How to Accurately Position Snaps

Installing snaps that fasten cloth to a hard surface can be a tedious task. Making sure the button on the cloth and the stud on the surface line up is key to properly installing your bimini, dodger, enclosure, table skirt, or other project. To make this task easier and to ensure a snug fit on your next project, we’re going to show you two systems that will help you accurately position your buttons and sockets over the studs.

To get started, install the surface studs first in their desired locations. The studs will then be used as a guide to install the buttons and sockets in the fabric. Now you’re ready to position!

The Quick Fit Kit


The Quick Fit Kit is a set of position markers that allow you to mark all of the socket positions for the entire canvas project. To position, snap one of the Quick Fit Pin Sockets to the installed stud. Then, poke the fabric onto the pin. To keep the position in place (and to not poke yourself on accident!), press the Quick Fit Plastic Holding Cap over the pin. You can then move on to the next stud and repeat the process around the project.


This system works great for marking the desired position of sockets and buttons, but it is not an installation tool. After all of the positions are marked, use the Quick Fit Release Tool to unsnap the pin sockets from the studs. Take the canvas to a workbench and carefully remove the pins. Use the hole left by the pin as your guide for snap installation.

The SnapRite System


The SnapRite System is an entire snap installation system that uses four unique dies and any standard rivet tool to install snaps components. To help position snaps, the orange socket die will snap right on to an installed stud. Poke your fabric over the mandrel protruding from the die and use the rivet tool to install the button and socket directly over the stud. You can see a demonstration of this system here.


The SnapRite System allows you to install your snaps on site, without having to move to a workbench. The downside to this method, however, is that you can only mark one location at a time.

As you can see, using one of these positioning methods will help you to be more accurate and more efficient when installing cloth-to-surface snap components.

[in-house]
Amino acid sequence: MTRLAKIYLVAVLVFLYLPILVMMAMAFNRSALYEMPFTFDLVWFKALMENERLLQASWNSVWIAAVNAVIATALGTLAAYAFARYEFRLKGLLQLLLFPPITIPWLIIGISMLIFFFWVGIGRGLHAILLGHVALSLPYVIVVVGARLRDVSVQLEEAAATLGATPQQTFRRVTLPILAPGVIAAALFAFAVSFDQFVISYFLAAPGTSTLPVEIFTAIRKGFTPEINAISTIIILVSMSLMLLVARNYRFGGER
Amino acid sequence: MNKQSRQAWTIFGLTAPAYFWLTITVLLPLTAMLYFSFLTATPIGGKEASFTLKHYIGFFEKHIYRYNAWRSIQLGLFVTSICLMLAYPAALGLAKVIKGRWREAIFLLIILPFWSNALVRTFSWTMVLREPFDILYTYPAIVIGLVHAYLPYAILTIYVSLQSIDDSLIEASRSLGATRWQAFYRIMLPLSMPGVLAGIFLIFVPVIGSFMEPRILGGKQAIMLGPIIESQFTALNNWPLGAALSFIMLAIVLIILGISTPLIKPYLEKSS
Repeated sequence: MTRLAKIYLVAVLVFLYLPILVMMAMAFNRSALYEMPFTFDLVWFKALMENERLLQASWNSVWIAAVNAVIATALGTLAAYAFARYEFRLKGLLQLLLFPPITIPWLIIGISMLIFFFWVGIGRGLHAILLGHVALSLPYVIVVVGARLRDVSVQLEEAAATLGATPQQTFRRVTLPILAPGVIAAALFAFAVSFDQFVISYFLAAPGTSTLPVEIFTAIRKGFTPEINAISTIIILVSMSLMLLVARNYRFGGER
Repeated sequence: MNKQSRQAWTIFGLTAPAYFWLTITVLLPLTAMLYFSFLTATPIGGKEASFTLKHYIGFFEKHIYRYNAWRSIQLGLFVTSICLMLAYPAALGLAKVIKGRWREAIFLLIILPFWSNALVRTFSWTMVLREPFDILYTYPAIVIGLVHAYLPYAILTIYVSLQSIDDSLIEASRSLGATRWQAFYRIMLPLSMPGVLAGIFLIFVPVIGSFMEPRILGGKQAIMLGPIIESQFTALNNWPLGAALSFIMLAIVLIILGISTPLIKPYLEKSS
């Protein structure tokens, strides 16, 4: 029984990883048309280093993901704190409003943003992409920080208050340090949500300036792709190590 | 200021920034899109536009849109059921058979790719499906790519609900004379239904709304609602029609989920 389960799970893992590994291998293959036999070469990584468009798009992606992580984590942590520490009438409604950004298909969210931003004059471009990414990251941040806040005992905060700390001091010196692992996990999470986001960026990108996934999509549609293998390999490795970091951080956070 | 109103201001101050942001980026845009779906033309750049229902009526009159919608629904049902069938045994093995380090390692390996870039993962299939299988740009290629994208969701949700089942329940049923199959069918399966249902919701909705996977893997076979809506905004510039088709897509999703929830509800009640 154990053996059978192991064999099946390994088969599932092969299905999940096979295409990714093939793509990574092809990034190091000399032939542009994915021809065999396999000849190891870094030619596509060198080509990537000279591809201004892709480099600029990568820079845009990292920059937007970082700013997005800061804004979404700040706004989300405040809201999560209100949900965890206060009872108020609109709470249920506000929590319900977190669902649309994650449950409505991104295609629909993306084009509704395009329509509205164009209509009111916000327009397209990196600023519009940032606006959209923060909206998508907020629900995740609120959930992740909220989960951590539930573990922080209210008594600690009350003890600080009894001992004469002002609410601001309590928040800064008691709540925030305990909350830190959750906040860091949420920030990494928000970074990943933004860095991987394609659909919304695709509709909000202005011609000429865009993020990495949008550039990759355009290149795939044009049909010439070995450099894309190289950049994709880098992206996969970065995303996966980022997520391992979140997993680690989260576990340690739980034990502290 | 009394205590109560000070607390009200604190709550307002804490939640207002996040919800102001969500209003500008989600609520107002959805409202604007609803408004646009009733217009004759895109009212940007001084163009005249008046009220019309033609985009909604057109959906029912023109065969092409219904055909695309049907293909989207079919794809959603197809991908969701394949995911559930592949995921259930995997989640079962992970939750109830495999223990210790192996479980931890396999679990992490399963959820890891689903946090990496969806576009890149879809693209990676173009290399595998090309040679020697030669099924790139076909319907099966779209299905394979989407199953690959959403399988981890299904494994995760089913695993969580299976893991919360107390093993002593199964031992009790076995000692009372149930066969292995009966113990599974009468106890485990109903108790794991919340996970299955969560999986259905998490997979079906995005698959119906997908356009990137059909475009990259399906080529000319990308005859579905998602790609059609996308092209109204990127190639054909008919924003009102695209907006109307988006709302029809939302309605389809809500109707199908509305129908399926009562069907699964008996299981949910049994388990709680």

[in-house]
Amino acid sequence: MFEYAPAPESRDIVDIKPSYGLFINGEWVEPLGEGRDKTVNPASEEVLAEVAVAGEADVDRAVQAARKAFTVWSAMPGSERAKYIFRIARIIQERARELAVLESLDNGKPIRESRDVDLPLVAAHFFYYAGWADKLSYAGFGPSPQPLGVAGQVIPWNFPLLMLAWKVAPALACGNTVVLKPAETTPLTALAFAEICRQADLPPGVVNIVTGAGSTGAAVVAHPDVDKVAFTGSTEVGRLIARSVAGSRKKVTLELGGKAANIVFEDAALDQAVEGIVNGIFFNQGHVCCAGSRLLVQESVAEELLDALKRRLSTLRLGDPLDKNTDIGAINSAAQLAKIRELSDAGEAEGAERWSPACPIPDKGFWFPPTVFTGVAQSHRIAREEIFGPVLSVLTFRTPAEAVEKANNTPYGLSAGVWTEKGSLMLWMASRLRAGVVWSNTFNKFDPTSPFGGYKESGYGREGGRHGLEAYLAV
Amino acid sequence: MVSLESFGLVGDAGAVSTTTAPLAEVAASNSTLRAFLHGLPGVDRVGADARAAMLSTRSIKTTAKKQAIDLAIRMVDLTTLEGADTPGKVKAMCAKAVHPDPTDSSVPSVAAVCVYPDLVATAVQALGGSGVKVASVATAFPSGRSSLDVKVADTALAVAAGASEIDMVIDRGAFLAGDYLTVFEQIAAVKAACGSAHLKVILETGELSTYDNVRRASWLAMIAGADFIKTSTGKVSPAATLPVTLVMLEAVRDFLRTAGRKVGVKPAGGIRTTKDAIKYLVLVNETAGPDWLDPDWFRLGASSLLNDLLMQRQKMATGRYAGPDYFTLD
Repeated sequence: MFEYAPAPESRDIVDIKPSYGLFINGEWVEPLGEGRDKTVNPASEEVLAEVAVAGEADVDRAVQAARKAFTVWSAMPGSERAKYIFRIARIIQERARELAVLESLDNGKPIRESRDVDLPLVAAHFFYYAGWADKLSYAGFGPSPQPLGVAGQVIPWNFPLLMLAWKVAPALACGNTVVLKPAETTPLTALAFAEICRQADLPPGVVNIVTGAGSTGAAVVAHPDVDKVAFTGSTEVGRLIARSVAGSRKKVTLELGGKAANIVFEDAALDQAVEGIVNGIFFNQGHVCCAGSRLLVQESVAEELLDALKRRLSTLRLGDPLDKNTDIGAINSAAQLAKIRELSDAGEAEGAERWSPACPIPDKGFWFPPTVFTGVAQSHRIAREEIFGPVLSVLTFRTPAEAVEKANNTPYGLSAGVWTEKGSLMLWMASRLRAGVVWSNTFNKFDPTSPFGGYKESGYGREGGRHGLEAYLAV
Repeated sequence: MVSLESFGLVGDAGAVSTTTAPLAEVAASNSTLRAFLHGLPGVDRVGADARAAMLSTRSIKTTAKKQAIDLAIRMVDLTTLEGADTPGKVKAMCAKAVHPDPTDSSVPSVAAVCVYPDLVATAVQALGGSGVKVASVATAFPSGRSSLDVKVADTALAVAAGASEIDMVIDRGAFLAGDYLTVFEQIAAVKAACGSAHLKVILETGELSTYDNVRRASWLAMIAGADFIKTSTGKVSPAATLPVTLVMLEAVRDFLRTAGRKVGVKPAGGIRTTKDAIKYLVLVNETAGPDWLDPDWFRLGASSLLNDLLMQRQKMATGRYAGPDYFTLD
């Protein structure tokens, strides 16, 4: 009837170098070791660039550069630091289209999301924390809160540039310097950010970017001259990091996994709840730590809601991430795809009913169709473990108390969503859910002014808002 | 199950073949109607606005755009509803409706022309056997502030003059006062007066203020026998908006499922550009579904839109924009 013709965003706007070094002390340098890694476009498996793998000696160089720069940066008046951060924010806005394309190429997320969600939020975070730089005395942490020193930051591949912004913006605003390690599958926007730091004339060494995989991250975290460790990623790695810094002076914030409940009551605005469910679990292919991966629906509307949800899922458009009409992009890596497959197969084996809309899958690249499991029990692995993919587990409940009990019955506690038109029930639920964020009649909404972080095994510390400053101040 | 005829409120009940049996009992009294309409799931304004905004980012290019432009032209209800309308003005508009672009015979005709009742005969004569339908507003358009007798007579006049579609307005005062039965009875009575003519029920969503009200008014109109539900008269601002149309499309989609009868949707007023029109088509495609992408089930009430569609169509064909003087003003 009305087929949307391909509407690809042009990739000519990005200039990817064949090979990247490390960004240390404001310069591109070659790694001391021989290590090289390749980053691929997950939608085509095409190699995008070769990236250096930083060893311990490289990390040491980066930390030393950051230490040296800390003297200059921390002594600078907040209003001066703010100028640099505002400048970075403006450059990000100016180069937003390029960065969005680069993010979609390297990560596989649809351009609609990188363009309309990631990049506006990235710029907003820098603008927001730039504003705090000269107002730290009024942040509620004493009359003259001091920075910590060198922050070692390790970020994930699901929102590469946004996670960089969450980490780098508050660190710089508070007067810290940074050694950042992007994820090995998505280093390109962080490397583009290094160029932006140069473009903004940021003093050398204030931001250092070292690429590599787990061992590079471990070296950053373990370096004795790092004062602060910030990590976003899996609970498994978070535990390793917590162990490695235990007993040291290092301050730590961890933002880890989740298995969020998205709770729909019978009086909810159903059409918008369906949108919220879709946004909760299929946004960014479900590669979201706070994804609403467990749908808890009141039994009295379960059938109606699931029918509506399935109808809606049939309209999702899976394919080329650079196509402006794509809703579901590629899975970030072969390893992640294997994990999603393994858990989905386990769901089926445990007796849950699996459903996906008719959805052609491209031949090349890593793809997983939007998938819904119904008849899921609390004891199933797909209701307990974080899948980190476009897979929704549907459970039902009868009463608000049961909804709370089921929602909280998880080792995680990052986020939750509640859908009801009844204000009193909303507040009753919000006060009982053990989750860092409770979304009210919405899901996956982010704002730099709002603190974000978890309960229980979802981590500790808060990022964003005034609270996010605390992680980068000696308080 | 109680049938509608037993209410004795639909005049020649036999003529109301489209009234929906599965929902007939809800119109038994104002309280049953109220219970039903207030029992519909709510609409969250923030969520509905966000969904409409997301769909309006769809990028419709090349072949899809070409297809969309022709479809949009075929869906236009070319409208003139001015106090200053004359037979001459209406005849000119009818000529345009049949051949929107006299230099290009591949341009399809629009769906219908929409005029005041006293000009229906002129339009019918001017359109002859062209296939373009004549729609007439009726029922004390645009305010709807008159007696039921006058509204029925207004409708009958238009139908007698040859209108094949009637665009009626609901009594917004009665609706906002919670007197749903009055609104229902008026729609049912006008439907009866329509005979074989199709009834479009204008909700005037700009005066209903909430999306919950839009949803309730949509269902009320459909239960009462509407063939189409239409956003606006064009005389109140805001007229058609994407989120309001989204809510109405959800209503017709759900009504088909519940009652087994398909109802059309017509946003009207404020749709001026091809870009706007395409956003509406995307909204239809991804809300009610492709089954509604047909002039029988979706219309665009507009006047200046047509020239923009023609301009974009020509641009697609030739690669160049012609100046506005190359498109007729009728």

The SnapRite System, the Quick Fit Kit, and a hundreds of fasteners are available at

Do you use one of these systems or do you have another trick for accurately installing snaps? Share your thoughts in the comments!

  1. TonyT said:

    I actually use both and a combination of the two methods. The Snaprite System is pretty cool, but there are a few drawbacks. When using the mandrel with the Snaprite System, it is much longer than the pin, thereby (a) there is a certain error built in as the mandrel will considerably “wobble” (b) unless you follow the directions to insure that the die and the mandrel are in perfect alignment, the extended part of the buttons will not roll over symmetrical (c) trying to pull a button through heavy duty fabric will also sometimes damage the extension.

    After several hunmaterial, isesnaps, this is how I achieve perfect results each time. I use the first positioning system, then I remove the fabric. If using heavy duty material I either use a small punch or a soldering iron to make a pilot hole, then use the Snaprite System components to complete the installation.

    Hint: for tough material, use Stainless Snaprite buttons with the shortest possible extension.

    • Nikki said:

      That sounds like great advice, Tony! Thanks for your input! :)

  2. Matt Grant said:

    Tony is correct that the real key to efficiency is to use both systems in combination. I don’t use the black caps at all since I never end up removing the canvas from the project. Instead I swap the Quick fits, one at a time, for the SnapRite Socket Die. Doing it this way I can set the snaps one at a time while the rest of the canvas is held firmly in place with multiple Quick Fits. This also alleviates the issue of the mandrel being so long as I use the hole made by the Quick fit and simply stretch the fabric a bit to get the madrel through that hold when snaping the die down. Then installing the snap with the die firmly attached to the surface stud works great.

Leave a Reply

Fill in your details below or click an icon to log in: Logo

You are commenting using your account. Log Out /  Change )

Google+ photo

You are commenting using your Google+ account. Log Out /  Change )

Twitter picture

You are commenting using your Twitter account. Log Out /  Change )

Facebook photo

You are commenting using your Facebook account. Log Out /  Change )


Connecting to %s

%d bloggers like this: